Headlight

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About

Headlight

Exactly what are headlights? Headlights, or headlamps, are the primary source of forward facing light for your car. The earliest headlights were modified carriage lamps, fueled either by oil or acetylene. Since the late 19th century, headlights have been powered by electricity. Earlier vehicle models and classic cars initially used tungsten-based headlights, but most modern-day headlights are powered either by halogen bulbs, LED bulbs or metal-halide-based bulbs, often referred to as high-intensity discharge headlights or “xenon headlamps” due to the use of xenon gas within the headlight assembly. They are usually powered by the vehicle’s primary rechargeable battery. A few luxury vehicle models feature laser headlamps.

Different Types of Headlights
There are a few different types of headlights. One universal motor vehicle standard is the use of both high beams and low beams.
- High beams shine on a center path and are usually not used when other vehicles are on the road, especially with oncoming traffic.
- Low beams shine at a lower trajectory, which allows them to illuminate the road or path. They are the most commonly used headlights due to the lack of glare for oncoming traffic.
Some vehicles also feature various specialty lights, such as cornering lights or fog lights.
- Cornering lights assist with turning in the dark.
- Fog lights tend to be an optional extra set of lights that increase road visibility during intense fog events, especially at night. Some bulbs for fog lights are designed so the driver can see more down road by using a brighter bulb.
Older vehicles, as well as specific newer models, may feature multi-directional headlights.
- Multi direction headlights mean that the low beams and high beams are housed in one specific bulb assembly, though a large number of modern vehicles feature the beams as separate bulbs in a complex headlight assembly, usually with plexiglass covering the headlight unit.

Modern headlamps come in many varieties including incandescent, halogen, and LED bulbs.
- Traditional incandescent lights illuminate by running an electric current through a tungsten filament. The filament is the wire that runs horizontally across the middle of the bulb, and glows when it is lit. Tungsten can withstand high amounts of heat, allowing it to glow when the electrical current gets the filament as hot as 4,600 degrees Fahrenheit.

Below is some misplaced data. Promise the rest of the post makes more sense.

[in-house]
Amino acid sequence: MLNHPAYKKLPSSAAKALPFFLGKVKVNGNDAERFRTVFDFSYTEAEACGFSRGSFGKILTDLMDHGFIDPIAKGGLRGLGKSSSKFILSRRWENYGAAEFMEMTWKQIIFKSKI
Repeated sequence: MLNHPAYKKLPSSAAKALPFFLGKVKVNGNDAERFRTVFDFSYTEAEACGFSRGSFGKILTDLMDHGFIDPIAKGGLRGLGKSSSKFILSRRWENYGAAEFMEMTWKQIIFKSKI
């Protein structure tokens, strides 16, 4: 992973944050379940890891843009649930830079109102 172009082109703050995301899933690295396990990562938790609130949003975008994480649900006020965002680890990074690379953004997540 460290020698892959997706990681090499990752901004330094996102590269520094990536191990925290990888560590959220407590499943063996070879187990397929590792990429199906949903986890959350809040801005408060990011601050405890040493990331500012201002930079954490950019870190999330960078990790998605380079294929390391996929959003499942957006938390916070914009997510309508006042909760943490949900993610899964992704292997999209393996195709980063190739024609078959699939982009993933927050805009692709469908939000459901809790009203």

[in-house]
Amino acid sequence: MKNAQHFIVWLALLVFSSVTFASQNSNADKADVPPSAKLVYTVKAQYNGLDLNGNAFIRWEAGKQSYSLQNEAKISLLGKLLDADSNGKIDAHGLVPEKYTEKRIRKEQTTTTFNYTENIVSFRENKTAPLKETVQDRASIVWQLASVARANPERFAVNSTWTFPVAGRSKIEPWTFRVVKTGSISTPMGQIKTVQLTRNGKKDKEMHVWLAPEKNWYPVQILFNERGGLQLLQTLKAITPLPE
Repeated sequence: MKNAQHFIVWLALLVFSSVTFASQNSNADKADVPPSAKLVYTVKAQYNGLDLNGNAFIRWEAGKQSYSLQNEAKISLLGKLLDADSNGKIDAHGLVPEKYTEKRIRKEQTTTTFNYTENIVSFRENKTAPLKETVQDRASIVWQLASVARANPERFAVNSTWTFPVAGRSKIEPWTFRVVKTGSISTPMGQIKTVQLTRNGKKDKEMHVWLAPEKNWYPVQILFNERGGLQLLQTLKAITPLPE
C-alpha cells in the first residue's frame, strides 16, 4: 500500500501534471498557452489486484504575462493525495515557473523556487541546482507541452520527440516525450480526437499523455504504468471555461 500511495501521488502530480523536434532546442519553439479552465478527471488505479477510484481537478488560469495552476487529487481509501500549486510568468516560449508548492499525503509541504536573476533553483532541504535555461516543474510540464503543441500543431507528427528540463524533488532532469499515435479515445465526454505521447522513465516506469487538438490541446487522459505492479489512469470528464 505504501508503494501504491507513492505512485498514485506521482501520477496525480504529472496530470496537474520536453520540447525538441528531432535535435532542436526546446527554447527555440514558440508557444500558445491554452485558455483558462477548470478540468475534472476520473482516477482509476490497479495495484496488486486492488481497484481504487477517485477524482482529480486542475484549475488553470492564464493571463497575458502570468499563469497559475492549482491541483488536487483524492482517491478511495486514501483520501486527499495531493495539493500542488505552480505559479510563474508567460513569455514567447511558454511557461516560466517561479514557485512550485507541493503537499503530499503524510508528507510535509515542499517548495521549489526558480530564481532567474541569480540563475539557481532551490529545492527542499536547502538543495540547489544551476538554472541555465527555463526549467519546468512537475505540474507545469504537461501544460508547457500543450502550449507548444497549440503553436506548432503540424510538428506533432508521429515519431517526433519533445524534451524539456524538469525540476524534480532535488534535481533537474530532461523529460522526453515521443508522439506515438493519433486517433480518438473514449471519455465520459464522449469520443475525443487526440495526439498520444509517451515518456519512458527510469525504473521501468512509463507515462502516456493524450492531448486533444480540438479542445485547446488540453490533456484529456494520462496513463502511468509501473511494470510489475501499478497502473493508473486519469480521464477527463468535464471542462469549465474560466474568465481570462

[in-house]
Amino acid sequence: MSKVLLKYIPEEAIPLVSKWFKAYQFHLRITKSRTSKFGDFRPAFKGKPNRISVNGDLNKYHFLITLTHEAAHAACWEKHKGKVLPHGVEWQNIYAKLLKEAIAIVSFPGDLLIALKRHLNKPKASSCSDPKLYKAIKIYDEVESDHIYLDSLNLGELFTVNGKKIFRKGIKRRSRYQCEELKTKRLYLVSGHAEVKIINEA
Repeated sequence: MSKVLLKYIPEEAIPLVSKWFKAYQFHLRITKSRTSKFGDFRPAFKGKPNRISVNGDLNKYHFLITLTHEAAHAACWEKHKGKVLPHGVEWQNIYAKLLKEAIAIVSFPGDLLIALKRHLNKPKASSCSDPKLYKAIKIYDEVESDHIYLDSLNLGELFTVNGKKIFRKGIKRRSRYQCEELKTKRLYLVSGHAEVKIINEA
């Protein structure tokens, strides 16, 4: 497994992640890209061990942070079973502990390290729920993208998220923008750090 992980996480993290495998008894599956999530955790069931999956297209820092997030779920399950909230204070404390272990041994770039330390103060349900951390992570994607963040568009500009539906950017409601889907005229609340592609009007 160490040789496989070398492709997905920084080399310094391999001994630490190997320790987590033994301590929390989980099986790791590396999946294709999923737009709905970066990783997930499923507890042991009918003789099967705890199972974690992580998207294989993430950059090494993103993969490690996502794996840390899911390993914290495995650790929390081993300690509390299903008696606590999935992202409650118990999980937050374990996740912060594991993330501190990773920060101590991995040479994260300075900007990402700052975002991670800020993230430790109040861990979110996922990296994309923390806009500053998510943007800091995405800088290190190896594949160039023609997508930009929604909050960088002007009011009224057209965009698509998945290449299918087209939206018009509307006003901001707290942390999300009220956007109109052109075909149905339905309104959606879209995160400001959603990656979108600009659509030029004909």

- Halogen: While tungsten can reach very high temperatures without catching fire, exposure to high heat can evaporate the filament, causing the bulb to darken as tungsten that has been removed from the filament through evaporation collects on the inside surface of the glass bulb. That’s where halogen comes in. Halogen headlights contain halogen gas that protects the tungsten filament by pressurizing the bulb and enhancing brightness at lower temperatures. Lower temperatures also make halogens glow with a more pleasant shade of light than conventional incandescent bulbs.



When Should You Change Your Headlights?
You may be wondering when you should change your headlights. You will need to replace headlights if:
- The headlight unit failed due to burnout
- There was physical damage from a collision or weather event
- You want to upgrade to a brighter or more reliable bulb type

In multi-bulb headlight assemblies, low beam bulbs are almost always replaced sooner than high beam bulbs, due to the frequency of use. In rare instances, the assembly may have a non-bulb issue with wiring, but most maintenance with these units revolve around replacement bulbs. Additionally, people who choose to use daytime running lights (or those who simply do not turn daytime running lights off) may find that low beams need to be replaced with more frequency than vehicles that only use low beams in night time and other low light conditions.

Thankfully, both high beam headlights and low beam headlights can usually be replaced outside of a professional service center, and usually at a very budget friendly price point. Access to the headlight assembly varies between different vehicle models. Most owner’s manuals feature instructions on replacing headlights, and video assistance can usually be found easily online.

What Headlights Do I Need?
AutoZone makes finding the right parts easy. If you’re wondering, “What headlight bulbs do I need?” just enter your vehicle’s year, make, model, and engine up above, and we’ll find the parts that fit your vehicle. We also have a Sylvania bulb guide explaining the tech that sets their bulbs apart. Whether you’re looking for halogen bulbs or LED lights, low beams, or super-bright high beam lights, AutoZone has what you need to see clearly.

Check out our headlight DIY articles:
- How to adjust headlights
- How to replace headlights

Whatever kind of bulbs you are looking for, AutoZone has what you need to switch out your headlights. From Ford F-150 headlights to bulbs for a Honda Accord, AutoZone has parts for virtually every major make and model. No matter what you drive, AutoZone is a one stop shop for all your lighting needs.